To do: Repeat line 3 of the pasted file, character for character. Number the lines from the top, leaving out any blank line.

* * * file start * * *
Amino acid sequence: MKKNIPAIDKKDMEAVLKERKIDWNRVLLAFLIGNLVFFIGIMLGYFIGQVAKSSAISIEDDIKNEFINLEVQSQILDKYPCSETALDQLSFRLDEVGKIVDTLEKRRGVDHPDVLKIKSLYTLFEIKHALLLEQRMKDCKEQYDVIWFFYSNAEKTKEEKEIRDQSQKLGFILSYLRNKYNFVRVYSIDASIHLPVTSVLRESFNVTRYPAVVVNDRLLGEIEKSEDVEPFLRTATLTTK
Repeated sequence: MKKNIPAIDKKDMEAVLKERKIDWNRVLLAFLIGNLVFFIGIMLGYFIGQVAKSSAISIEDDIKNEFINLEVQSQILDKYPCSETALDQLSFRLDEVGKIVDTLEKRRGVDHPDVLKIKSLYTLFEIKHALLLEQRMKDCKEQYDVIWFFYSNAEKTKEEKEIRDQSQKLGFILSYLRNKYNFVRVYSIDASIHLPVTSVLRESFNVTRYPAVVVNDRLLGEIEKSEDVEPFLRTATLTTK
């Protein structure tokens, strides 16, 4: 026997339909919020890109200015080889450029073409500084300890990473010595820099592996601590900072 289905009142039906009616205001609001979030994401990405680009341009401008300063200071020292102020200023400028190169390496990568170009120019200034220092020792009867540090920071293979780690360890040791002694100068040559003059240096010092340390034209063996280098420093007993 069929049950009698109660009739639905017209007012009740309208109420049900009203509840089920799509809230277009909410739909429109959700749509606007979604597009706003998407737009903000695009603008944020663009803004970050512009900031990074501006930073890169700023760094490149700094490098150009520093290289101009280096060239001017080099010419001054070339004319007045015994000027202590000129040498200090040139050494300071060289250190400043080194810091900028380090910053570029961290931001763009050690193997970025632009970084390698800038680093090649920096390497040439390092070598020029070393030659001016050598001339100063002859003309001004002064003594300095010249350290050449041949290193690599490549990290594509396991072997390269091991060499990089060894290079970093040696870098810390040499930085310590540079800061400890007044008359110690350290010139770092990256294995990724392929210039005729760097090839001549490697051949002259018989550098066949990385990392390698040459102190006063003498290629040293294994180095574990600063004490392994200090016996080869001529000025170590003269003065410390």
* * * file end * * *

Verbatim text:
């Protein structure tokens, strides 16, 4: 026997339909919020890109200015080889450029073409500084300890990473010595820099592996601590900072 289905009142039906009616205001609001979030994401990405680009341009401008300063200071020292102020200023400028190169390496990568170009120019200034220092020792009867540090920071293979780690360890040791002694100068040559003059240096010092340390034209063996280098420093007993 069929049950009698109660009739639905017209007012009740309208109420049900009203509840089920799509809230277009909410739909429109959700749509606007979604597009706003998407737009903000695009603008944020663009803004970050512009900031990074501006930073890169700023760094490149700094490098150009520093290289101009280096060239001017080099010419001054070339004319007045015994000027202590000129040498200090040139050494300071060289250190400043080194810091900028380090910053570029961290931001763009050690193997970025632009970084390698800038680093090649920096390497040439390092070598020029070393030659001016050598001339100063002859003309001004002064003594300095010249350290050449041949290193690599490549990290594509396991072997390269091991060499990089060894290079970093040696870098810390040499930085310590540079800061400890007044008359110690350290010139770092990256294995990724392929210039005729760097090839001549490697051949002259018989550098066949990385990392390698040459102190006063003498290629040293294994180095574990600063004490392994200090016996080869001529000025170590003269003065410390």